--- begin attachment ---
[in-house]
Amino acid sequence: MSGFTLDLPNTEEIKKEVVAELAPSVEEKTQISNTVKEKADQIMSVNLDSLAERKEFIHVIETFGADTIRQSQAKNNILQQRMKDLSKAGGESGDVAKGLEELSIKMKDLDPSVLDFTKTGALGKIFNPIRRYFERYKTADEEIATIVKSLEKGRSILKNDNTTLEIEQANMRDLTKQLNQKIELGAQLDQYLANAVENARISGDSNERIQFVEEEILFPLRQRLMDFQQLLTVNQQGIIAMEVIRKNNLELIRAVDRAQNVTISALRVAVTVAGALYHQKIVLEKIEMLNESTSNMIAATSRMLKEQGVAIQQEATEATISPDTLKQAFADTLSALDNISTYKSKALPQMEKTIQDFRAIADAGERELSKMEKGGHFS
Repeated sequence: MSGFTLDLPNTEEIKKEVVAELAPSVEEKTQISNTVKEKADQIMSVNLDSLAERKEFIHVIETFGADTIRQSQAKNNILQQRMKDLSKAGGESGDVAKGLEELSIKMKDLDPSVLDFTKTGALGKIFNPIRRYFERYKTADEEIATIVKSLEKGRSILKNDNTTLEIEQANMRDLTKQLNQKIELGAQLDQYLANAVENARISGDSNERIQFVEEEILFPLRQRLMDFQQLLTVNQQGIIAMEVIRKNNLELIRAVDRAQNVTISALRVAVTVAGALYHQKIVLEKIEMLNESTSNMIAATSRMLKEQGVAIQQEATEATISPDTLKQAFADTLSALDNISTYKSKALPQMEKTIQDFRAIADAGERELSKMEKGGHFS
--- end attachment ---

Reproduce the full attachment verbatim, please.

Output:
[in-house]
Amino acid sequence: MSGFTLDLPNTEEIKKEVVAELAPSVEEKTQISNTVKEKADQIMSVNLDSLAERKEFIHVIETFGADTIRQSQAKNNILQQRMKDLSKAGGESGDVAKGLEELSIKMKDLDPSVLDFTKTGALGKIFNPIRRYFERYKTADEEIATIVKSLEKGRSILKNDNTTLEIEQANMRDLTKQLNQKIELGAQLDQYLANAVENARISGDSNERIQFVEEEILFPLRQRLMDFQQLLTVNQQGIIAMEVIRKNNLELIRAVDRAQNVTISALRVAVTVAGALYHQKIVLEKIEMLNESTSNMIAATSRMLKEQGVAIQQEATEATISPDTLKQAFADTLSALDNISTYKSKALPQMEKTIQDFRAIADAGERELSKMEKGGHFS
Repeated sequence: MSGFTLDLPNTEEIKKEVVAELAPSVEEKTQISNTVKEKADQIMSVNLDSLAERKEFIHVIETFGADTIRQSQAKNNILQQRMKDLSKAGGESGDVAKGLEELSIKMKDLDPSVLDFTKTGALGKIFNPIRRYFERYKTADEEIATIVKSLEKGRSILKNDNTTLEIEQANMRDLTKQLNQKIELGAQLDQYLANAVENARISGDSNERIQFVEEEILFPLRQRLMDFQQLLTVNQQGIIAMEVIRKNNLELIRAVDRAQNVTISALRVAVTVAGALYHQKIVLEKIEMLNESTSNMIAATSRMLKEQGVAIQQEATEATISPDTLKQAFADTLSALDNISTYKSKALPQMEKTIQDFRAIADAGERELSKMEKGGHFS